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  29. The Cognitive Basis of Science.Paul R. Thagard - 2002 - Cambridge: Cambridge University Press.
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  30. Applying mechanical philosophy to web science: The case of social machines.Paul R. Smart, Kieron O’Hara & Wendy Hall - 2021 - European Journal for Philosophy of Science 11 (3):1-29.
    Social machines are a prominent focus of attention for those who work in the field of Web and Internet science. Although a number of online systems have been described as social machines, there is, as yet, little consensus as to the precise meaning of the term “social machine.” This presents a problem for the scientific study of social machines, especially when it comes to the provision of a theoretical framework that directs, informs, and explicates the scientific and engineering activities of (...)
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  31.  4
    Evidence‐Based Medicine's Curious Path: From Clinical Epidemiology to Patient‐Centered Care Through Decision Analysis.Paul R. Falzer - 2021 - Journal of Evaluation in Clinical Practice 27 (3):631-637.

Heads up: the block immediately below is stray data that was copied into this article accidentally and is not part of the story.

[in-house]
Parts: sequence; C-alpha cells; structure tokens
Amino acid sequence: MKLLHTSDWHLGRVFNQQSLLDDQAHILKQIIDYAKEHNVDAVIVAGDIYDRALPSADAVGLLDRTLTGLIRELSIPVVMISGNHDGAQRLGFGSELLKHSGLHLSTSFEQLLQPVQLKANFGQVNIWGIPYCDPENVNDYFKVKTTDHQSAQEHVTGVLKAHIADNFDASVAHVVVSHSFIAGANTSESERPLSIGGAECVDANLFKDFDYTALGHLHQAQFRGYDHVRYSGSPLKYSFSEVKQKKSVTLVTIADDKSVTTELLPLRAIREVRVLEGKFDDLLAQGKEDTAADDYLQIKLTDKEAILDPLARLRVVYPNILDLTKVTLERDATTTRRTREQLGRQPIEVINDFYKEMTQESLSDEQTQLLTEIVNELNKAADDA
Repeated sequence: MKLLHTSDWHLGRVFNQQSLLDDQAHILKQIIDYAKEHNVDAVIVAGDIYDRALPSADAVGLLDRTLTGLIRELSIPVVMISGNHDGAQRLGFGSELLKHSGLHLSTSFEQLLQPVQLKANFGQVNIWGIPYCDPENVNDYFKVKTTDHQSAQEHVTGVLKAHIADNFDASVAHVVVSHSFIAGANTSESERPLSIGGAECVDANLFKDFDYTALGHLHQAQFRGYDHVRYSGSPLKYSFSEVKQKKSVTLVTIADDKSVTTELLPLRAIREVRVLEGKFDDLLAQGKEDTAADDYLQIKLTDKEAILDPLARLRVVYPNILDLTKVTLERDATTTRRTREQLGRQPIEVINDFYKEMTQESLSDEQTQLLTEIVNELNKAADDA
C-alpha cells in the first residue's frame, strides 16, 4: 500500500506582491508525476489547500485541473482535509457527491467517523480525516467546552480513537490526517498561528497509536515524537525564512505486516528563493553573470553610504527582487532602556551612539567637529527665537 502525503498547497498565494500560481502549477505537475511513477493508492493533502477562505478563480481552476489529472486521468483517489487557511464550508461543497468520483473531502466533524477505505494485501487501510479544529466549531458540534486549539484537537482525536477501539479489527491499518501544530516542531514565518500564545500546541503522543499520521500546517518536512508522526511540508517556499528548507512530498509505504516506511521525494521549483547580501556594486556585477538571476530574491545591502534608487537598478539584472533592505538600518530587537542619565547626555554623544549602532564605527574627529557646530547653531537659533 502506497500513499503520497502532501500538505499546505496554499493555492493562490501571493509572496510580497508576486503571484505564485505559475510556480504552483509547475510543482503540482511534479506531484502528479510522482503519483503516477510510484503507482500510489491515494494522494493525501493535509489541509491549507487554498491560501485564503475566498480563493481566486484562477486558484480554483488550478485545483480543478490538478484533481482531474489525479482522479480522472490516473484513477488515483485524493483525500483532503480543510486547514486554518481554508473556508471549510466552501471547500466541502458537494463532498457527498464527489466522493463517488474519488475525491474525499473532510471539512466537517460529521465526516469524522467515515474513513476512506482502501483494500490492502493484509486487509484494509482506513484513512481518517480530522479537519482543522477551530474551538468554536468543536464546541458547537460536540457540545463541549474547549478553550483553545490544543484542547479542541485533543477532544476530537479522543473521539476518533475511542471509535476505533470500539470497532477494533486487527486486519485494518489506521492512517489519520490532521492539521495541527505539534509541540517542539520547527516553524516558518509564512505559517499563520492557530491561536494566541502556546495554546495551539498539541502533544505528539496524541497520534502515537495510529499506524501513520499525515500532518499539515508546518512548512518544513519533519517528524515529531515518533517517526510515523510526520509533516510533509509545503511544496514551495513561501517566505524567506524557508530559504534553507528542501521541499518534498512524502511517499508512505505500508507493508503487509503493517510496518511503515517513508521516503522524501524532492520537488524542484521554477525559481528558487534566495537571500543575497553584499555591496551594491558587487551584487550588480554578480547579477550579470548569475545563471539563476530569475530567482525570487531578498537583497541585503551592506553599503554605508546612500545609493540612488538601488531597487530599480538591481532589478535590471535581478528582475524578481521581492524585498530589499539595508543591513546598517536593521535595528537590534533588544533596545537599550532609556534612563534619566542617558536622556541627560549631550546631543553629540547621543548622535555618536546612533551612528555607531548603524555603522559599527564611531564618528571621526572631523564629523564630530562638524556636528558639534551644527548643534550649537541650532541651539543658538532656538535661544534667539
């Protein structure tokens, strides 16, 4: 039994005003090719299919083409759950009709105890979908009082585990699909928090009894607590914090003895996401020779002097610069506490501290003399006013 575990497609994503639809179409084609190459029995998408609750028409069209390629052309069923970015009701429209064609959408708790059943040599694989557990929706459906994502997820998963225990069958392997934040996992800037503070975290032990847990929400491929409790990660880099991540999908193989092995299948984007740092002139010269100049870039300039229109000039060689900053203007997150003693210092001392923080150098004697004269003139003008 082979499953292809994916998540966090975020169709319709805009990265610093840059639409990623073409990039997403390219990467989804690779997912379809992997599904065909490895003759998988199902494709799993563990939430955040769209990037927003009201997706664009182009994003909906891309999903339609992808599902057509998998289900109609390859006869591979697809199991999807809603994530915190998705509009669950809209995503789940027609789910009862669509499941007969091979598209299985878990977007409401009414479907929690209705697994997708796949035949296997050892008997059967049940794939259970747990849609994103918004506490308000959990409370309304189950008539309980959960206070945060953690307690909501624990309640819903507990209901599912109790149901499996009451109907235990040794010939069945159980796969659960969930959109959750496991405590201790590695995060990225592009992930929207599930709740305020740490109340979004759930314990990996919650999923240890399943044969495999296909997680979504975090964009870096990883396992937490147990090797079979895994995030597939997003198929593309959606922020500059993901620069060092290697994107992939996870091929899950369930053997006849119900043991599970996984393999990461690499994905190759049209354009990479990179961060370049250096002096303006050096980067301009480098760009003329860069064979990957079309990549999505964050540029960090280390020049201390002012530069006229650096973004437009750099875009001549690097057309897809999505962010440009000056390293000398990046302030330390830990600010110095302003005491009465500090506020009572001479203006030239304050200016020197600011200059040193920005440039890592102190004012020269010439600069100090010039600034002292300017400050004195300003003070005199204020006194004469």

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  32.  9
    Facilitated Ethics Conversations.Paul R. Helft, Patricia D. Bledsoe, Maureen Hancock & Lucia D. Wocial - 2009 - Jona's Healthcare Law, Ethics, and Regulation 11 (1):27-33.
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  33.  10
    Attention, Dopamine, and Schizophrenia.Paul R. Solomon & Andrew Crider - 1982 - Behavioral and Brain Sciences 5 (1):75-76.
  34.  46
    The Total Evidence Theorem for Probability Kinematics.Paul R. Graves - 1989 - Philosophy of Science 56 (2):317-324.
    L. J. Savage and I. J. Good have each demonstrated that the expected utility of free information is never negative for a decision maker who updates her degrees of belief by conditionalization on propositions learned for certain. In this paper Good's argument is generalized to show the same result for a decision maker who updates her degrees of belief on the basis of uncertain information by Richard Jeffrey's probability kinematics. The Savage/Good result is shown to be a special case of (...)
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  35. Borden Parker Bowne and F. R. Tennant.Paul R. Helsel - 1955 - Pacific Philosophical Quarterly 36 (1):47.
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  36.  99
    Han Fei's Doctrine of Self-Interest.Paul R. Goldin - 2001 - Asian Philosophy 11 (3):151 – 159.
    Chapter 49 of the Han Feizi, entitled 'Wudu', includes one of the earliest discussions in Chinese history of the concepts of gong and si: Han Fei takes si to mean 'acting in one's own interest'. Gong is simply what opposes si. 'Acting in one's own interest' is not inherently reprehensible in Han Fei's view; but a ruler must remember why ministers propose their policies: they are concerned only with enriching themselves, and look upon the ruler as nothing more than a (...)